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Thursday, Jun 29, 2006

What’s the most disturbing music news of the week?  Is it that EMI and Warner Brothers are trying to gobble each other up in a cannibalistic feeding frenzy that would make Axl Rose jealous?  Is it that after pinning their hopes on music downloads making up for declining CD sales, it may turn out that label-approved downloading is now in a slump itself? (thanks to the fact that people don’t dig copying restrictions and have already bought the music they want)  Nope, not even close…


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Wednesday, Jun 28, 2006

Caution, what follows is pretty reactionary. But seriously, people. Grow up.


This Salon article about the puerile trend of playing elementary school sports as an adult is precisely why I hate when journalists invoke “fun”—they tend to use “fun” to beat out the last remnants of intellect left in their readership and leave them malleable and imbecilic, ready to do whatever infantilizing thing is recommended to them. “Fun” equals “I’m sick of being critical” and “Go along, get along.” But here’s how Christopher Noxon evokes it to justify adult regression into childishness.


Remember fun? That’s that engrossing, anarchic thing that began seeping out of most professional sports around the time of free agent drafts, merchandise tie-ins and doping scandals, the thing that comes so naturally to kids and that adults lost sight of the moment recreation became all about competition, self-improvement and status-accrual. After all, no matter how much money and meaning we invest in our tennis serve or whether the Patriots make the playoffs, we all know that none of it actually matters. All sports are ultimately ridiculous. The beauty of kid games is how they make a mockery of all attempts to take any of this shit too seriously.


You wouldn’t want to take anything in life seriously, would you? That would make you silly and boring and old. Don’t be a big stupid-head, all like boring and dumb and stuff. Come play kickball instead! And then we can watch Scooby-Doo! And maybe we can have some Scooter Pies for supper and top that off with a big glass of Hawaiian Punch!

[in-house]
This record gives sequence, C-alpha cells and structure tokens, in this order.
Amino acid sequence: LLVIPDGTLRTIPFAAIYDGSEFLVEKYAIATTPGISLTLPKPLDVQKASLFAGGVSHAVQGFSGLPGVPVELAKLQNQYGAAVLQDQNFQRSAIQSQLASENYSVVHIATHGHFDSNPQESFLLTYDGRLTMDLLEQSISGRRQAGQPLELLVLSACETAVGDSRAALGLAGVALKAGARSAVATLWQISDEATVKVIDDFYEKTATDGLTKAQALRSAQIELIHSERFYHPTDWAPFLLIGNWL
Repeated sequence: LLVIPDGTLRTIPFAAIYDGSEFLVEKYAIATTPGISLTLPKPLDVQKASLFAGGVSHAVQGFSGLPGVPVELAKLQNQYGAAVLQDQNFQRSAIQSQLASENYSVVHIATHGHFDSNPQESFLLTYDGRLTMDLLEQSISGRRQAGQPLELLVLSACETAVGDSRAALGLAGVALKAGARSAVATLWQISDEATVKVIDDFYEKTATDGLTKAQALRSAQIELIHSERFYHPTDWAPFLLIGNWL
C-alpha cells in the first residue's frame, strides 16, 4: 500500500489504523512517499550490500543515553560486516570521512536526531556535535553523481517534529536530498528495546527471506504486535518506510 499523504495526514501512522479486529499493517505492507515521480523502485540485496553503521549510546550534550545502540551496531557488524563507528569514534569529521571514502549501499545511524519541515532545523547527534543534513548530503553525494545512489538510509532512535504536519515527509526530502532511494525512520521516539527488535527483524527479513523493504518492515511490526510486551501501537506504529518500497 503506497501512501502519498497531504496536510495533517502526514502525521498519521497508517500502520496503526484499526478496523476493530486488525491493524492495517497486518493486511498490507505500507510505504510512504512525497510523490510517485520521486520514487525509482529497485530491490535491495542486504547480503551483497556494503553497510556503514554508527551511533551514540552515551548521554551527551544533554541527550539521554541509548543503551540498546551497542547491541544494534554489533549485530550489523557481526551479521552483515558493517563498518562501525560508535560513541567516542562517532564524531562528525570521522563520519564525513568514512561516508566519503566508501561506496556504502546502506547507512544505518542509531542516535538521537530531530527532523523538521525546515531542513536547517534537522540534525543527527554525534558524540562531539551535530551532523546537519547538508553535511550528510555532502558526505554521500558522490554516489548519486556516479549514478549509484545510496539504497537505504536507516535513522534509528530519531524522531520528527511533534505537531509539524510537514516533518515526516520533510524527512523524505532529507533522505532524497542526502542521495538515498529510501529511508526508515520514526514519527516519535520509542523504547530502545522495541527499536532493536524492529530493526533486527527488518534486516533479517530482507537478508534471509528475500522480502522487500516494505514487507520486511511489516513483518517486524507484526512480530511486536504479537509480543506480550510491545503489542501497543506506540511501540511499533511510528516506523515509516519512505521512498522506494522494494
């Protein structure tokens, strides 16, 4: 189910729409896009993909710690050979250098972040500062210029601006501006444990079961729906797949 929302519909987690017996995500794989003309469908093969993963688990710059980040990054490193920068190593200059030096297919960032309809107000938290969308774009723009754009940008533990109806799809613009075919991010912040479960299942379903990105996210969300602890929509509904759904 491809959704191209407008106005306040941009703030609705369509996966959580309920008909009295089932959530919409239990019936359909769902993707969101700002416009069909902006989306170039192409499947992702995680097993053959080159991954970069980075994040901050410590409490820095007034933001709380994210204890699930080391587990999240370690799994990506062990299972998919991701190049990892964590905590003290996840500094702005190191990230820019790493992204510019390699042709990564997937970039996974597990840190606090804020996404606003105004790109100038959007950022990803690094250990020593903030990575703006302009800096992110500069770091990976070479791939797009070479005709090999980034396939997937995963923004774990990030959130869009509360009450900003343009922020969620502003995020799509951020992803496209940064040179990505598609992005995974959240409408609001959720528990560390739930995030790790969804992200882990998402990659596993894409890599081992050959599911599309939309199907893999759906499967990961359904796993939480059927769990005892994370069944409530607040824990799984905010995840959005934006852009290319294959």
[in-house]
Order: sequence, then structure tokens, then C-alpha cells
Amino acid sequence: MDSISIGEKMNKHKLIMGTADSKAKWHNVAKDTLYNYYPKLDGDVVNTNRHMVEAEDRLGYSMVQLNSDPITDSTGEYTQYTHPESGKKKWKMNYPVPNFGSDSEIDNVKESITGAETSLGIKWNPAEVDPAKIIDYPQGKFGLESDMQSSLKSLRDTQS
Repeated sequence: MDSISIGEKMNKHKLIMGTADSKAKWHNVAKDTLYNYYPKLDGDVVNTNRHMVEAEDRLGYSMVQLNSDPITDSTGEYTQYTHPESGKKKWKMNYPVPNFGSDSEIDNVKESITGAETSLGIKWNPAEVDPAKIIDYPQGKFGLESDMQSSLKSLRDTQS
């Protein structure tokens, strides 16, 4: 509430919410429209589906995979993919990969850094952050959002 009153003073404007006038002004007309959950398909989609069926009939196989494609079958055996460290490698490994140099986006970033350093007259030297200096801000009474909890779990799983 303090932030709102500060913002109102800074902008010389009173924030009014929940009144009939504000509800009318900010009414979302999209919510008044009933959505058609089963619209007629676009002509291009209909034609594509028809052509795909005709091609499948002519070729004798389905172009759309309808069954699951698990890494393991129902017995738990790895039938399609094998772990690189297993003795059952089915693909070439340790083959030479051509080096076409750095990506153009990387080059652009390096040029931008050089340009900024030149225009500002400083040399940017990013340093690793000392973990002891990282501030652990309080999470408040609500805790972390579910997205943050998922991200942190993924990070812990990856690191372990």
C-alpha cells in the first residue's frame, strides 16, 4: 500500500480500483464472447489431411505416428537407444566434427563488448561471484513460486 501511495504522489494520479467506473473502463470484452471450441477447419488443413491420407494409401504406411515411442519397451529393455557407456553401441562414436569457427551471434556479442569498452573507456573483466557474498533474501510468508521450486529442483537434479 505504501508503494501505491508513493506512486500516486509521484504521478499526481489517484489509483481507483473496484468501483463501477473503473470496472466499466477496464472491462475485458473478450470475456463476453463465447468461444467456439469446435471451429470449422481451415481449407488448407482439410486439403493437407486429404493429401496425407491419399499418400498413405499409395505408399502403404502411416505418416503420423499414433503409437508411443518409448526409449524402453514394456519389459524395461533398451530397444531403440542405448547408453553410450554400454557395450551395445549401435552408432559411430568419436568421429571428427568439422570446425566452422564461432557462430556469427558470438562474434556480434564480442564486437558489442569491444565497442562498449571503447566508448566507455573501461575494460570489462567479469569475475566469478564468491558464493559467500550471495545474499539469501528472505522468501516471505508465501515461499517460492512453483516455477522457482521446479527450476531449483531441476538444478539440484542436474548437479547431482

One of the things about adulthood is that you have the rational capability to enjoy doing something that is also socially productive, and it is not necessary to pacify you with harmless preoccupations to keep you out of harm’s way. You can be entrusted to keep yourself busy in your own way, and the expectation that you contribute something actually supplies the meaningful fulfillment that comes from helping the species. (This is what achieving what Marx somewhat cryptically calls species being is all about—doing meaningful work, etc.) But consumer society would prefer that we all be children, entirely engrossed with frivolous distractions and preternaturally afraid of rational thought or skepticism or even the thought the work can be rewarding.  The problem with adults is that they think. If adults can be led to believe they should act like children, they’ll stop thinking and start shopping. Just as culture lionizes youthfulness as a moral value, it encourages us to fetishize our own childhood, because we can be induced to make purchase after purchase trying to recapture the one thing that is without question forever lost. But youth is not a moral state, and adults surrender childish things because the challenges of adult life yield exponentially greater rewards. But perhaps this most recent generation of shopping-mad, attention-starved juvenile wannabes is so accustomed to shallow instantaneous pleasures, that they can’t be made to take an interest in anything sophisticated. They are so used to self-mythologizing and identity as public performance and “reality” as something created by TV cameras that they can’t imagine anything more fascinating then reliving their own experience, even if that means eating Alpha Bits and playing four square.


Noxon may not like it, but status-accrual is recreation for most adults, and that’s not because they have fled from childhood but because they’ve embraced it—its shallowness, its acquisitiveness, its playground hierarchies. The luxury to play at childhood as an adult is an especially conspicuous signifier of the frivolousness Veblen identified as the leisure class’s chief source of distinction. And it isn’t a matter of taste; I’m not trying to impose some hierarchy on leisure activities. Playing tennis is different from playing kickball, because tennis is an activity you adopt as an adult and invest mental energy in mastering—it allows you to grow, it makes living the next day relevant. Kickball is surrendering to the notion that your best day came somewhere around your eighth birthday. The alarming issue here is the unwillingness to go beyond the narrow horizons of nostalgia. It’s probably good that these leagues of kickball players bring people together who are usually isolated, at home watching Nick at Nite or whatever, but to choose to relive the glories of fifth grade rather than discover and indulge new interests, to read Harry Potter books and get together with other fun-loving profligates on the flight from maturity to play tag rather than challenge yourself to make something or give something back to the world is kind of pathetic.